Our Feathered Friends

I thought it might be time to introduce our Chickens.

In April we started with 28 chicks. We’d ordered a straight run (both male and female, but we didn’t know how many of each) of 25 Dominique chicks and the hatchery sent us two extra in case we lost a few during transit (one died shortly after) and threw in one free rare breed chick, what we later determined was a Golden Polish cock. We chose the Dominiques because they are a heritage breed, one the settlers took west because they are calm, cagey, compact, cold resistant, good layers and decent meat. Our plan was to raise the chicks until they were old enough for butchering and keep our two favorite roosters and between 6 – 10 hens for laying and put the rest up for the winter. The only catch was that we needed to be in the new house to have access to the freezer space needed to store our dinners. So we put it off.

Then we lost two hens to a visitor’s dog. We lost 10 when we moved the coop away from the garden in an attempt to get them to leave my squash alone. and they didn’t get the memo. We lost two more roosters (including our Polish cock, Frazz) one night when we didn’t pull the gang plank up until late at night and a fox or cyote tried to get in. They died bravely protecting their girls, but we were still sad. Most recently we lost one hen of unknown causes.

Because there were so many, and because we didn’t plan on having most of them around for long we only named a few. All the hens became Sheila. The top two roosters became Butch (who I wanted to name Cassidy, but he was so obviously “Butch”) and Sundance. Then there was Frazz, our goofy, bottom of the pecking order, got his ‘fro tonsured during the dog attack, Frazz. I don’t think we have any pictures of Frazz, which breaks my heart a little. One hen, one of the smallest, has become Shelia Rae, from one of my favorite childhood books, because she was always the most out going and adventurous. Lately, Sheila Rae has taken to spending much of her time in the house keeping Evan company while he works and laying her eggs in the sawdust under the table saw.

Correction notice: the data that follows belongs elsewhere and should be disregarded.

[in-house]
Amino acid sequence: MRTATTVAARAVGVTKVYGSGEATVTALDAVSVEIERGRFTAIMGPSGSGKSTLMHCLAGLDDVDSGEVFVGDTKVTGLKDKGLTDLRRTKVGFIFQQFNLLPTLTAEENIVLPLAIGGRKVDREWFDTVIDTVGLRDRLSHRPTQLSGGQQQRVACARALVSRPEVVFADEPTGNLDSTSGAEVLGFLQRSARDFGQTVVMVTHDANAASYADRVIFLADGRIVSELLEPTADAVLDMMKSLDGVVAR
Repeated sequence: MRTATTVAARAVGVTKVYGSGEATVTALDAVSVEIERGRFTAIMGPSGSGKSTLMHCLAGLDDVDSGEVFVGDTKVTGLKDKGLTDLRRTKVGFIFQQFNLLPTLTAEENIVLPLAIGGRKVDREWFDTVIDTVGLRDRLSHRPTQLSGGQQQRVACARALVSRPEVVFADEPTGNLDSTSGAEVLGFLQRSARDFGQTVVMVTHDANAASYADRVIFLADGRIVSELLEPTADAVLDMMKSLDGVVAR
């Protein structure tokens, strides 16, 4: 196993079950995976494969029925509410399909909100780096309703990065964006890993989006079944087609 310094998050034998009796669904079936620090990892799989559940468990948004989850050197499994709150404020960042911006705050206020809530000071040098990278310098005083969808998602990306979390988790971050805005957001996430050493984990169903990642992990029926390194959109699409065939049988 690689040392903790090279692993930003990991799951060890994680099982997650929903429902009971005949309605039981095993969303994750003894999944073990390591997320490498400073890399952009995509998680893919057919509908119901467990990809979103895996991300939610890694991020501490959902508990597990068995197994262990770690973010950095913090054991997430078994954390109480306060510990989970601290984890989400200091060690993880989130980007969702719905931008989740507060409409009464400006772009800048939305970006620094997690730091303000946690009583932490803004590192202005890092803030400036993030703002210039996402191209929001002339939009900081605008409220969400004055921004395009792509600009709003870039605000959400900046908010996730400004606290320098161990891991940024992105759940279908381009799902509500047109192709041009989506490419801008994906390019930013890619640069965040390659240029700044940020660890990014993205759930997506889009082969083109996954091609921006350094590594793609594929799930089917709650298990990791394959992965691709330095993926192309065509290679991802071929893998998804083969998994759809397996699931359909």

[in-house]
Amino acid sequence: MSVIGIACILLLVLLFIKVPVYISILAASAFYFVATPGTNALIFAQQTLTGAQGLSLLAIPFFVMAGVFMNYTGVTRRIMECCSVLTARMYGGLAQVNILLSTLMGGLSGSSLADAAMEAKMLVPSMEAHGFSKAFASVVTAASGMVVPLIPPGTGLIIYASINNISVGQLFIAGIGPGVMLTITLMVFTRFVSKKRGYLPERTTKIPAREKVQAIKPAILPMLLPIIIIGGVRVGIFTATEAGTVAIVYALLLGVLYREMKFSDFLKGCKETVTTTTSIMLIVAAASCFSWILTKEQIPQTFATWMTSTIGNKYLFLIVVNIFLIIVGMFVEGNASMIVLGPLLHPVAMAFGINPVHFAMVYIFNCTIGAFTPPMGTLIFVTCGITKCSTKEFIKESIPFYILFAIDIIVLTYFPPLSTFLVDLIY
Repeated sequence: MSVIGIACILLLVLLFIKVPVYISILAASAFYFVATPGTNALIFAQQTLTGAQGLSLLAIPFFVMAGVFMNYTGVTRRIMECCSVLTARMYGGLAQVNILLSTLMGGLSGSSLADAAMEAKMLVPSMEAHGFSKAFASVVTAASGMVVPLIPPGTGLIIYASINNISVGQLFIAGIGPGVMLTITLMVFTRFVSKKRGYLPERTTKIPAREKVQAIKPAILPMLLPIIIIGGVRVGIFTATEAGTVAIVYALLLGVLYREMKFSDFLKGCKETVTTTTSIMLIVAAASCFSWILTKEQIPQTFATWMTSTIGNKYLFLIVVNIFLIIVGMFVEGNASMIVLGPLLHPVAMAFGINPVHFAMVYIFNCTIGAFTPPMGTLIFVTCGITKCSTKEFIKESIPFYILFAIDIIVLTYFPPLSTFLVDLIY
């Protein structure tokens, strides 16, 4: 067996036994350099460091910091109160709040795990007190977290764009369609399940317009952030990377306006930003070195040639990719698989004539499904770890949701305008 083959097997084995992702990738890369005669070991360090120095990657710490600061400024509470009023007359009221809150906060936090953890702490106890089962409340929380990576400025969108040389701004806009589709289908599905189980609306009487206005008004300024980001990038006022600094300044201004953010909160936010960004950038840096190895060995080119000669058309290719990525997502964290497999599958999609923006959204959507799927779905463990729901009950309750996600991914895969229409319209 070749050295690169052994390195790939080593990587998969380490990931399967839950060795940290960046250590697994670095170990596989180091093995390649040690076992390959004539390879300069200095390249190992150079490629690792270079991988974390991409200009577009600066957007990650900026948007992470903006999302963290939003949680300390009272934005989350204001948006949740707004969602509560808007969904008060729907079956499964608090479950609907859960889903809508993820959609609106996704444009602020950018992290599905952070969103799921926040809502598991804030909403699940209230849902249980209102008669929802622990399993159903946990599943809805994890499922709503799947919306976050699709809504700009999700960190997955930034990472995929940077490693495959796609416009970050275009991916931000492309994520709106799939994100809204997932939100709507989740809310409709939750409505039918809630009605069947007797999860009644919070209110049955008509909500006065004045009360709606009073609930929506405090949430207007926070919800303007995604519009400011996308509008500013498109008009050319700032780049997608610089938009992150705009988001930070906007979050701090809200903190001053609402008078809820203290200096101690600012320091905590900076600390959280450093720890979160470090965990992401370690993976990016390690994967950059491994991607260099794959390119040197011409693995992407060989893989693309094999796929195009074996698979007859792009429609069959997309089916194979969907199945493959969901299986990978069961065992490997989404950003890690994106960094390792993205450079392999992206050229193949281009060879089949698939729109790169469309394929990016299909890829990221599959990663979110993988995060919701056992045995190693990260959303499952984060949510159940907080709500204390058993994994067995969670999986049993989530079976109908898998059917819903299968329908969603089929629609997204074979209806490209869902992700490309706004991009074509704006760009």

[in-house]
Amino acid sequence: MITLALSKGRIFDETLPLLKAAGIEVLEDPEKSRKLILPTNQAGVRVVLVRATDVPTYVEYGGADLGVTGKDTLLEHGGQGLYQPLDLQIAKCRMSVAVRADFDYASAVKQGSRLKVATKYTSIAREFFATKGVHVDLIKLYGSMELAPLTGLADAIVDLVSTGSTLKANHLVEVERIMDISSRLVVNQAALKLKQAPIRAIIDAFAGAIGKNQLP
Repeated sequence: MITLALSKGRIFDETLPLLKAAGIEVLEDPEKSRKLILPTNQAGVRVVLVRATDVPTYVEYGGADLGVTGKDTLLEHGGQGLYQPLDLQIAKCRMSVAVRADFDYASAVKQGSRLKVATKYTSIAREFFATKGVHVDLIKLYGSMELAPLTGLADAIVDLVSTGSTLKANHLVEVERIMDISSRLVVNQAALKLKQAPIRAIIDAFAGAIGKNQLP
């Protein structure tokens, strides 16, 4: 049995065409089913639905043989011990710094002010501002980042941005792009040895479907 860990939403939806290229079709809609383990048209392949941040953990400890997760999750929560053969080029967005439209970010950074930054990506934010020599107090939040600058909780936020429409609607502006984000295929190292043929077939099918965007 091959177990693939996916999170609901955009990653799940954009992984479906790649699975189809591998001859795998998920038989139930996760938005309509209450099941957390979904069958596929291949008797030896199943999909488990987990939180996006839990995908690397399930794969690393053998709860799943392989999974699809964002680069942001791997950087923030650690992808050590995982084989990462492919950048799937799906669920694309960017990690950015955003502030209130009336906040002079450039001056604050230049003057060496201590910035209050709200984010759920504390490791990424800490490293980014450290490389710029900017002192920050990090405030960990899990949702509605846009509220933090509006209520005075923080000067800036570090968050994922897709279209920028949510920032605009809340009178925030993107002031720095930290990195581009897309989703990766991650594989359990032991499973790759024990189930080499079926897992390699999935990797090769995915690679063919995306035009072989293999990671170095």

The other day she brought Butch and Sundance in with her. While this is adorable, I am putting my foot down when the hardwood goes in: No chickens in the house!

For now we still have 9 hens and two roosters, a few more than the coop Evan designed and built was intended to hold. During the day, however, the are always out side eating up their feed and tasty tidbits around the yard including bugs (most especially those Lyme carrying ticks!!) and the occasional frog. They do a good job on the stink bugs, too. They are just starting to lay regularly. We’ve been getting 5 or 6 small brown eggs a day, just enough for us and a extra dozen to share every week.

Things are going well, but we’re still novices. Any one have any chicken tips?


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